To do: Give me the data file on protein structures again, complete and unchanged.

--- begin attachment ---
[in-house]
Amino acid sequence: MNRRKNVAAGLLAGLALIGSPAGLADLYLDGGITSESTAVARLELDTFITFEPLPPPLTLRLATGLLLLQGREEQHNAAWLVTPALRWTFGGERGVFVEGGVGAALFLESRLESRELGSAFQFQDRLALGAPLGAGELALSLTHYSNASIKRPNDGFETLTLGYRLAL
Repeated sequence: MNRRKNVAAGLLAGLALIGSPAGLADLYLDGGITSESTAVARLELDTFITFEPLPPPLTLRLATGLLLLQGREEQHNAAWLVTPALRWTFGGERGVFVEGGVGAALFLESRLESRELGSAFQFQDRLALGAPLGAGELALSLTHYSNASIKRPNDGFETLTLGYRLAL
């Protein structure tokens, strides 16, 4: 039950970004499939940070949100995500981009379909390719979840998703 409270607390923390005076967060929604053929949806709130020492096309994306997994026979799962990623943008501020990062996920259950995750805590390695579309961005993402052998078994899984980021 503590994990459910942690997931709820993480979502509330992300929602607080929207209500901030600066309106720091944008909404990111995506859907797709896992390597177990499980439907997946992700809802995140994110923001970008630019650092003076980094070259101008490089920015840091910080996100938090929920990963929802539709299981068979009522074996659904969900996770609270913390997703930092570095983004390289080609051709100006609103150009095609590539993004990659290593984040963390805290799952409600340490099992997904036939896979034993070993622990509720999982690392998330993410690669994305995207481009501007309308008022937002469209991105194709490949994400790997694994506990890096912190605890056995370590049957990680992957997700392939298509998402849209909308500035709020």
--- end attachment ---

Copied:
[in-house]
Amino acid sequence: MNRRKNVAAGLLAGLALIGSPAGLADLYLDGGITSESTAVARLELDTFITFEPLPPPLTLRLATGLLLLQGREEQHNAAWLVTPALRWTFGGERGVFVEGGVGAALFLESRLESRELGSAFQFQDRLALGAPLGAGELALSLTHYSNASIKRPNDGFETLTLGYRLAL
Repeated sequence: MNRRKNVAAGLLAGLALIGSPAGLADLYLDGGITSESTAVARLELDTFITFEPLPPPLTLRLATGLLLLQGREEQHNAAWLVTPALRWTFGGERGVFVEGGVGAALFLESRLESRELGSAFQFQDRLALGAPLGAGELALSLTHYSNASIKRPNDGFETLTLGYRLAL
């Protein structure tokens, strides 16, 4: 039950970004499939940070949100995500981009379909390719979840998703 409270607390923390005076967060929604053929949806709130020492096309994306997994026979799962990623943008501020990062996920259950995750805590390695579309961005993402052998078994899984980021 503590994990459910942690997931709820993480979502509330992300929602607080929207209500901030600066309106720091944008909404990111995506859907797709896992390597177990499980439907997946992700809802995140994110923001970008630019650092003076980094070259101008490089920015840091910080996100938090929920990963929802539709299981068979009522074996659904969900996770609270913390997703930092570095983004390289080609051709100006609103150009095609590539993004990659290593984040963390805290799952409600340490099992997904036939896979034993070993622990509720999982690392998330993410690669994305995207481009501007309308008022937002469209991105194709490949994400790997694994506990890096912190605890056995370590049957990680992957997700392939298509998402849209909308500035709020």